In the meantime, you will be asked to observe your child at home and report back to the therapist. You will also be given tips and suggestions on how to help your child practice the skills they are learning in the office.

Therapy With Teens

A high degree of confidentiality between a child and their therapist is important for effective treatment. Parents can help promote this trust by explaining the process in an age-appropriate way. For example, a younger child might be told that their therapist will be helping them make sense of their emotions in a safe and supportive environment. In some cases, this may involve describing their therapist as a “feelings doctor.” For older children, it may be helpful to explain that the goals of therapy are to identify unhelpful behaviors, learn how to cope with negative emotions, and develop healthy self-esteem.

Adolescents have unique needs that aren’t always met by traditional counseling. They may be struggling with depression or suicidal thoughts, or they might be having trouble coping with life changes, like losing a friend or dealing with the death of someone close to them. They may also be struggling to find identity as a homosexual, bisexual, or transgender person in a non-accepting culture.

For teens, a therapist can offer support and guidance in finding ways to manage difficult feelings, develop self-esteem, cope with conflict, and understand their role in the family structure. A therapist might use CBT, EMDR, or DBT to help teens gain insight into their experiences and learn to tolerate distressing emotions. They might also teach strategies for managing anxiety, such as pacing, deep breathing, and grounding techniques.

Teens are often more willing to open up than adults are about the struggles they’re facing. They might be hesitant to bring up their issues at first, but once they feel comfortable sharing, they’ll likely open up and share more. If they have a good relationship with their therapist, they might even consider them a confidante.

It’s important to let teenagers know that their mental health is just as important as their physical well-being. Some adolescents might be hesitant to begin therapy, but it’s worth broaching the subject in a less-threatening framework. For example, instead of implying that they’re having difficulty because there is something wrong with them, you could frame the issue as a way for them to improve their ability to navigate life’s challenges.

Therapy With Adults

When children experience emotional traumas or go through periods of high stress, they can develop mental health disorders that may impact their adult lives. Children and teens can benefit from therapy just as adults do, giving them a safe place to talk about their struggles and build skills to cope.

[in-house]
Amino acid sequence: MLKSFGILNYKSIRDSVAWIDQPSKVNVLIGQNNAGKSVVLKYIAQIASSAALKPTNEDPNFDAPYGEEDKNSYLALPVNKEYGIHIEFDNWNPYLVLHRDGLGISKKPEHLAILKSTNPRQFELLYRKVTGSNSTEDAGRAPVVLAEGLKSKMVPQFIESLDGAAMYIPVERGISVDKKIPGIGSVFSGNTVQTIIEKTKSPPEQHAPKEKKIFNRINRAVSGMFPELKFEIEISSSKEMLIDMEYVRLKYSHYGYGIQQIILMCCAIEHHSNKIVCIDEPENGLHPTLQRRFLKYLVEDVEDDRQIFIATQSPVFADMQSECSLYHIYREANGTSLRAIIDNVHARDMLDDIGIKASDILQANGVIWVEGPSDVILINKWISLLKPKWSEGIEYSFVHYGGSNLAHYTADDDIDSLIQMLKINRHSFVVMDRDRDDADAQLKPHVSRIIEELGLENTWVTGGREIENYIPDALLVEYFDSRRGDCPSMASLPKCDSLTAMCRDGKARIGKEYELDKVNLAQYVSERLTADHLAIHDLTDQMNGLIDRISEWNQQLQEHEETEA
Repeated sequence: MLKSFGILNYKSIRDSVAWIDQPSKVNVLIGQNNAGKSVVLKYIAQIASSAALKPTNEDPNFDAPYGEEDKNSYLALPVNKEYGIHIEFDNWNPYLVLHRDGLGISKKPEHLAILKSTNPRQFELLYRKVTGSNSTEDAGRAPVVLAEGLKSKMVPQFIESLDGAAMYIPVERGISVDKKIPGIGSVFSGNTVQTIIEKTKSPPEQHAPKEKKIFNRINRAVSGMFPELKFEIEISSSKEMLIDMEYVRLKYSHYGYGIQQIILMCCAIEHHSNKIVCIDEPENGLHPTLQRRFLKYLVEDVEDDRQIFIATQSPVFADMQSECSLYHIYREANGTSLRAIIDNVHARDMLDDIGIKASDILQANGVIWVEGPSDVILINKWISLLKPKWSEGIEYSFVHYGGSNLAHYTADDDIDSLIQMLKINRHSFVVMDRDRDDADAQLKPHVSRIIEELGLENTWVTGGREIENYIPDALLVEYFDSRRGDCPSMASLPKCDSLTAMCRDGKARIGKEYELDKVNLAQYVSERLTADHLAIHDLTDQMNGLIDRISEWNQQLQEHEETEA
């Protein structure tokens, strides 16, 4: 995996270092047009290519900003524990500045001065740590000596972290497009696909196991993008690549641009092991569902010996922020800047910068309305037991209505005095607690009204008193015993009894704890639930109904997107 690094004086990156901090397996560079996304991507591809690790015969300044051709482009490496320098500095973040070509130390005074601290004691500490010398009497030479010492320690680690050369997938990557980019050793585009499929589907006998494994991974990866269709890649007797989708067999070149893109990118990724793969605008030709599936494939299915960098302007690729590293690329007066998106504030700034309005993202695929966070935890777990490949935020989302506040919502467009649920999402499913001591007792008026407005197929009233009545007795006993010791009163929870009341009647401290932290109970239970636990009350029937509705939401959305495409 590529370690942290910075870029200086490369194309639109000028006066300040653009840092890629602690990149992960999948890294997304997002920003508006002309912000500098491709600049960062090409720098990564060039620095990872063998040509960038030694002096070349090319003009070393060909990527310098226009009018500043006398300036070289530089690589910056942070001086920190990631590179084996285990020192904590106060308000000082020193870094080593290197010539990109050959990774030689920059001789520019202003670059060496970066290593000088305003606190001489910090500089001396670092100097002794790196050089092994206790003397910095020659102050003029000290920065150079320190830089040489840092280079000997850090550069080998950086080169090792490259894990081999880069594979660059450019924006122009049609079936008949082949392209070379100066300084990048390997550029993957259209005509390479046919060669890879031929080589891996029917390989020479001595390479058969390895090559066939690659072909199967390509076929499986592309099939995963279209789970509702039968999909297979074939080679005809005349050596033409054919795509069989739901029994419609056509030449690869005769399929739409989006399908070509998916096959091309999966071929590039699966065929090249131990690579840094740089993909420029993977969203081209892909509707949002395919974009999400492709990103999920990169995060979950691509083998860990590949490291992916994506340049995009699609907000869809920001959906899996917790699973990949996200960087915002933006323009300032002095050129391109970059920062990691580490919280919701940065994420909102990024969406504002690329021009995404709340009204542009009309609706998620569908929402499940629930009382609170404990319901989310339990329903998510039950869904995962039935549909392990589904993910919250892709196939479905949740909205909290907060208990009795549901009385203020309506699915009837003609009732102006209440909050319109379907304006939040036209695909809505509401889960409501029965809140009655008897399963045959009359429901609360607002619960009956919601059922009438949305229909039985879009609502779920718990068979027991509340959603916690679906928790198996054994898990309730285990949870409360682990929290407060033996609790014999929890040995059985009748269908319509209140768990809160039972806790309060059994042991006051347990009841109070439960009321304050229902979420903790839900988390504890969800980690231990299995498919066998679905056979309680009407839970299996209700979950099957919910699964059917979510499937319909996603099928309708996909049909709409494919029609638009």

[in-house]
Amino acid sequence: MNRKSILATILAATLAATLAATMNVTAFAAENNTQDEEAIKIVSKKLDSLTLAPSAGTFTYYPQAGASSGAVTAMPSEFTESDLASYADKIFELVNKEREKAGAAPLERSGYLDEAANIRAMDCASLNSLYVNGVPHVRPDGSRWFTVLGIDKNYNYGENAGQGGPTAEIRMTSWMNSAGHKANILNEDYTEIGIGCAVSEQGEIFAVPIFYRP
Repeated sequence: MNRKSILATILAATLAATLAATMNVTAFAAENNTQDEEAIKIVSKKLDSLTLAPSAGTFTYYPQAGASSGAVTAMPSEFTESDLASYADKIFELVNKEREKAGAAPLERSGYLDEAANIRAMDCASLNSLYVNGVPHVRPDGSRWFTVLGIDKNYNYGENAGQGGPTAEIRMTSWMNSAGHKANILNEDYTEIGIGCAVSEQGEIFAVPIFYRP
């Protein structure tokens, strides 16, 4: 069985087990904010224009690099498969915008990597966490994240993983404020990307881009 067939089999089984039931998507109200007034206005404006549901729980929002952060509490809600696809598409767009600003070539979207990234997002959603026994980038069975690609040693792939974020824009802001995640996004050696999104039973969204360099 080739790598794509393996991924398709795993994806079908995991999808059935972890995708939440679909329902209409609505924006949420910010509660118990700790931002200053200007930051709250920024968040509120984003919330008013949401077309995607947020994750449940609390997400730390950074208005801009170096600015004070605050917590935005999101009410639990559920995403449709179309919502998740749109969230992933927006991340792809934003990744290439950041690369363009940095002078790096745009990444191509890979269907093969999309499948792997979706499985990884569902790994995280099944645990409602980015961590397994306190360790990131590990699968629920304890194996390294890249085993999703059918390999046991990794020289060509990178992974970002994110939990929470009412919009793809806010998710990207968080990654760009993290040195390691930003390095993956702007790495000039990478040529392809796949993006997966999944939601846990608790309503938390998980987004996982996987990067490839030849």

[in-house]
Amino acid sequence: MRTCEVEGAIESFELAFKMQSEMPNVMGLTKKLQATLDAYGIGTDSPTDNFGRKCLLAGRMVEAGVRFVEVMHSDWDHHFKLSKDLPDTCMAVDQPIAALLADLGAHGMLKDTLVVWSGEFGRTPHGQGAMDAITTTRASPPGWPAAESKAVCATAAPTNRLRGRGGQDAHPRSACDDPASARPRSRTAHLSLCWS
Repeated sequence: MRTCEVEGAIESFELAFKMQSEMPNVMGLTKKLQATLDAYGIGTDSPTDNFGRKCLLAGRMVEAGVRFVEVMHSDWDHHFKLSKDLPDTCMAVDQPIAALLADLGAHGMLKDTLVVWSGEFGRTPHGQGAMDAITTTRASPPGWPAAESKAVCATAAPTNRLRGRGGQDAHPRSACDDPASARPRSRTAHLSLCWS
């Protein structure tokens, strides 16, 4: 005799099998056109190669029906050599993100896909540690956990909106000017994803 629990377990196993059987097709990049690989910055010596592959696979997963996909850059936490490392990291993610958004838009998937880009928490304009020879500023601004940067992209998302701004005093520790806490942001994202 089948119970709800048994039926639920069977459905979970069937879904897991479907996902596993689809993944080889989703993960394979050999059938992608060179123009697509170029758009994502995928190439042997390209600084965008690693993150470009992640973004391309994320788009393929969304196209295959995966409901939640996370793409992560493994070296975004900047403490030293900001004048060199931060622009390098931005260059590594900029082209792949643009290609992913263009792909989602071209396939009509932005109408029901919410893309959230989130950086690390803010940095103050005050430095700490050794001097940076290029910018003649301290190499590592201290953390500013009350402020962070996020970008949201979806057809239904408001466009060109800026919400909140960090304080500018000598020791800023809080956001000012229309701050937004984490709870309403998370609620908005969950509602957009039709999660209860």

In child therapy, the therapist uses a variety of tools to help kids learn healthy coping mechanisms and improve their mood. Depending on the age of your child, the therapist may use therapeutic play, expressive arts therapies, cognitive behavioral therapy, and other approaches.

Some therapists, especially those trained in PCIT (Parent-Child Interaction Therapy), will use group therapy or family therapy with your child and other members of the household. They might also use individual therapy to help your child address specific issues, such as anxiety, depression, attention and hyperactivity disorders, or relationship problems.

A common approach is narrative therapy, in which the therapist tells a story about their own childhood experiences to encourage kids to talk about their own. This can help kids feel safe enough to share their own struggles, which can improve self-esteem and confidence.

Other techniques include bibliotherapy, in which the therapist uses books or articles to help kids learn more about their feelings. This can teach them about the different emotions they might experience, and how to recognize these feelings in themselves or in others. The therapist can then help the child develop positive self-talk and healthy coping mechanisms, helping them overcome challenges.

Most parents will be asked to attend sessions with their child at the beginning of treatment, especially when addressing issues like parenting or behavior problems. This is because a parent’s involvement in the child’s life can have an effect on the effectiveness of therapy. The therapist might ask you to participate in the session or check in with you before and after the session, or by phone, as needed.

Whether your child needs a single therapy session or is in need of long-term care, it’s important to find a therapist who works for you. Zencare makes it easy to filter for a New York therapist by insurance, specialization, and availability, so you can find someone who’s the right fit. You can also check to see if they’re in-network with your insurance company, which will save you money on each session after you meet your annual deductible.